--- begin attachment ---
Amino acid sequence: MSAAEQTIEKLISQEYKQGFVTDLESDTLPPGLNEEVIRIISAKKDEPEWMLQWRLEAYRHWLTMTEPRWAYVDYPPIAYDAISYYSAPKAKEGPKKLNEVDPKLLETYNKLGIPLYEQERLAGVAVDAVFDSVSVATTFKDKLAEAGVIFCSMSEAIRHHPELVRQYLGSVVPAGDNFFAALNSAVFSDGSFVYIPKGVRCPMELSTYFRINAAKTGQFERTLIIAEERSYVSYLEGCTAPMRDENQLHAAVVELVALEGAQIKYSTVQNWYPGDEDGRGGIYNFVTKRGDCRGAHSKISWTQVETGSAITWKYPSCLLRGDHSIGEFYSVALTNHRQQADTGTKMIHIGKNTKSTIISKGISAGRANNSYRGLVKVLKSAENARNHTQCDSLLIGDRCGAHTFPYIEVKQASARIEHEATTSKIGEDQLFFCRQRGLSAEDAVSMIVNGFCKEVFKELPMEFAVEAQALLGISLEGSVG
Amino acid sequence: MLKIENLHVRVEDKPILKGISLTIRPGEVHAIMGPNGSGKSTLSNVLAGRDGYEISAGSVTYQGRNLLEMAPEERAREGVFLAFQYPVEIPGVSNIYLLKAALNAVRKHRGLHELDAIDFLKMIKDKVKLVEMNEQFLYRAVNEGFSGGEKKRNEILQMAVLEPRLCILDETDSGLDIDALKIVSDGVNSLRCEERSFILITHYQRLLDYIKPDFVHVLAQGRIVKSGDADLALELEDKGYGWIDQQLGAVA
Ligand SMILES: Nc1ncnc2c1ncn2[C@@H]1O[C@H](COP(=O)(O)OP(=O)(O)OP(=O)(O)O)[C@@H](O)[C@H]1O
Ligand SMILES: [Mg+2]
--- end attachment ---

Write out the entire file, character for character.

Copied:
Amino acid sequence: MSAAEQTIEKLISQEYKQGFVTDLESDTLPPGLNEEVIRIISAKKDEPEWMLQWRLEAYRHWLTMTEPRWAYVDYPPIAYDAISYYSAPKAKEGPKKLNEVDPKLLETYNKLGIPLYEQERLAGVAVDAVFDSVSVATTFKDKLAEAGVIFCSMSEAIRHHPELVRQYLGSVVPAGDNFFAALNSAVFSDGSFVYIPKGVRCPMELSTYFRINAAKTGQFERTLIIAEERSYVSYLEGCTAPMRDENQLHAAVVELVALEGAQIKYSTVQNWYPGDEDGRGGIYNFVTKRGDCRGAHSKISWTQVETGSAITWKYPSCLLRGDHSIGEFYSVALTNHRQQADTGTKMIHIGKNTKSTIISKGISAGRANNSYRGLVKVLKSAENARNHTQCDSLLIGDRCGAHTFPYIEVKQASARIEHEATTSKIGEDQLFFCRQRGLSAEDAVSMIVNGFCKEVFKELPMEFAVEAQALLGISLEGSVG
Amino acid sequence: MLKIENLHVRVEDKPILKGISLTIRPGEVHAIMGPNGSGKSTLSNVLAGRDGYEISAGSVTYQGRNLLEMAPEERAREGVFLAFQYPVEIPGVSNIYLLKAALNAVRKHRGLHELDAIDFLKMIKDKVKLVEMNEQFLYRAVNEGFSGGEKKRNEILQMAVLEPRLCILDETDSGLDIDALKIVSDGVNSLRCEERSFILITHYQRLLDYIKPDFVHVLAQGRIVKSGDADLALELEDKGYGWIDQQLGAVA
Ligand SMILES: Nc1ncnc2c1ncn2[C@@H]1O[C@H](COP(=O)(O)OP(=O)(O)OP(=O)(O)O)[C@@H](O)[C@H]1O
Ligand SMILES: [Mg+2]